It could have been Dubai's unofficial entry in the Berlin International Film Festival: A 27-minute reality thriller, edited from footage shot with two dozen surveillance cameras, with constantly shifting settings, close-ups and freeze frames, with subtitles artfully entering the frame from the edge and colorful hand-drawn circles ą la Jean-Luc Godard. It was also a film that was significantly more suspenseful than most of the other entries in this year's festival.
What Dhahi Khalfan Tamim, the 58-year-old police chief of Dubai, showed the public on Monday of last week was a previously unknown insight into the practice of "targeted killing," the hit squad-style murder of a political and military enemy. In this case, it was the killing of Mahmoud al-Mabhouh, the presumed chief weapons buyer for the radical Islamist group Hamas, in a Dubai luxury hotel by a team of professional killers.
It was undoubtedly a premiere. Never before has an intelligence operation been documented with such detail and so soon after the act. Documented, that is -- but not cleared up.
'The Trickiest Case of My Career'
On Jan. 20, at 1:30 p.m., hotel employees opened the door to room 230 in the Al Bustan Rotana Hotel. The guest, al-Mabhouh, had not responded to a number of telephone calls. He had been seen walking through the lobby on the previous evening, carrying a bag containing a pair of shoes he had just bought. The door to room 230 was locked from the inside.
The guest was found dead. According to the death certificate issued by a doctor at the Rashid Hospital, al-Mabhouh had died of a brain hemorrhage. But it would soon become clear that the doctor's conclusion was somewhat premature.
Al-Mabhouh was murdered. The coroner, Dr. Fawzi Bin Omran, the head of the forensics department of the Dubai police and a man with 27 years of experience, took nine days to prove that al-Mabhouh's death was a crime. "It was the trickiest case of my career," he says.
Now, four weeks after the killing, the case is becoming really tricky, particularly for the leadership of the country where it now seems highly likely the killers are from. It is an assumption based on circumstantial evidence, although that evidence is very strong. According to SPIEGEL's inquiries in Israel, the elite Kidon unit of Israel's Mossad foreign intelligence agency conducted the operation. Initial reactions in Israel also suggest that this is the case. While the government in Jerusalem, true to form, has neither confirmed nor denied the allegations, the Israeli press celebrated al-Mabhouh's killing. Haaretz called the operation "professional," while a former member of the legendary Mossad called it "super-super professional."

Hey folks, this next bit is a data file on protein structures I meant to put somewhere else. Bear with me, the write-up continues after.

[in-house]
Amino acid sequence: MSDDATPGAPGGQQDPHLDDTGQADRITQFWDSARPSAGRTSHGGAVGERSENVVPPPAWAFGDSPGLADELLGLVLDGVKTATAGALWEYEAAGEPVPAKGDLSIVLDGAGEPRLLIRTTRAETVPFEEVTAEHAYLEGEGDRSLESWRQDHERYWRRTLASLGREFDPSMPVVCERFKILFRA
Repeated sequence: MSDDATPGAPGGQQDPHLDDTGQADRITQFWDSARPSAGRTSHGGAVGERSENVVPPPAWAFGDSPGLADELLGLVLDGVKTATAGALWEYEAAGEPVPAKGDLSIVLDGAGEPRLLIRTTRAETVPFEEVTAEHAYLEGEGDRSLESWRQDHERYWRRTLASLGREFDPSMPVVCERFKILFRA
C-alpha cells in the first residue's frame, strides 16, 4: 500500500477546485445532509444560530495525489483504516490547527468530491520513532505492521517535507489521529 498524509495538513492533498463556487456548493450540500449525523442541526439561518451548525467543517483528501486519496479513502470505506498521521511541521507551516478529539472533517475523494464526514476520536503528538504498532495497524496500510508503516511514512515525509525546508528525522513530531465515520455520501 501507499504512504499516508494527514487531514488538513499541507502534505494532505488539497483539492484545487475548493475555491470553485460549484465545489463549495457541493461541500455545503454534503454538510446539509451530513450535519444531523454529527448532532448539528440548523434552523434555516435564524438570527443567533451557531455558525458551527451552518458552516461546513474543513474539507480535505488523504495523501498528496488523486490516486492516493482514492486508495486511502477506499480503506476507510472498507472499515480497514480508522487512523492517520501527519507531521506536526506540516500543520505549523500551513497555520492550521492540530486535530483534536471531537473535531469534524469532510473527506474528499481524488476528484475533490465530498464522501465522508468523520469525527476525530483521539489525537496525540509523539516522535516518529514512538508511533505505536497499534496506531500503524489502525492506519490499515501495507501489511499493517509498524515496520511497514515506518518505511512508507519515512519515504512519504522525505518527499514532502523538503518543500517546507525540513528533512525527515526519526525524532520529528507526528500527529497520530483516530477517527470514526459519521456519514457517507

But now the costs of the consequences of the spectacular operation are becoming apparent, and its impact on domestic and foreign policy is becoming clear. The faces of the 11 killers (out of a total of 18 members of the hit team), which the Dubai police chief presented in his video, are now known to the public. And now the agents, 10 men and one woman, can "not even go shopping without being recognized," says Ronen Bergman, an expert on Israeli intelligence.
At least six of the agents misused the passports and identities of Israeli citizens, who were completely unaware of this abuse. They are shocked and are demanding an investigation. By Wednesday of last week, the celebratory mood in Israel had evaporated. The daily Haaretz even called for the resignation of Mossad chief Meir Dagan.
Because these victims of identity theft are all people with dual Israeli and European citizenship, the governments of Britain, Ireland, France and Germany have also been drawn into the affair. Based on their almost unanimous reactions, it seems clear that they hold Israel responsible for the operation carried out by the "Dubai 11." London summoned the Israeli ambassador to appear at the Foreign Office. Member of Parliament Menzies Campbell said that "the Israeli government has some explaining to do," while Foreign Secretary David Miliband called the Dubai killing an "outrage."
Ireland was next, followed by France and, on Thursday, Germany, where Foreign Minister Guido Westerwelle used unusually frank language when he said: "In light of the information revealed to date, I believe that a thorough investigation into the circumstances of the death of Mahmoud al-Mabhouh is urgently needed."
Germany avoided summoning the Israeli ambassador, but Westerwelle's Middle East envoy, Andreas Michaelis, demanded that Jerusalem's envoy provide him with all information that could help shed light on the circumstances of the killing.
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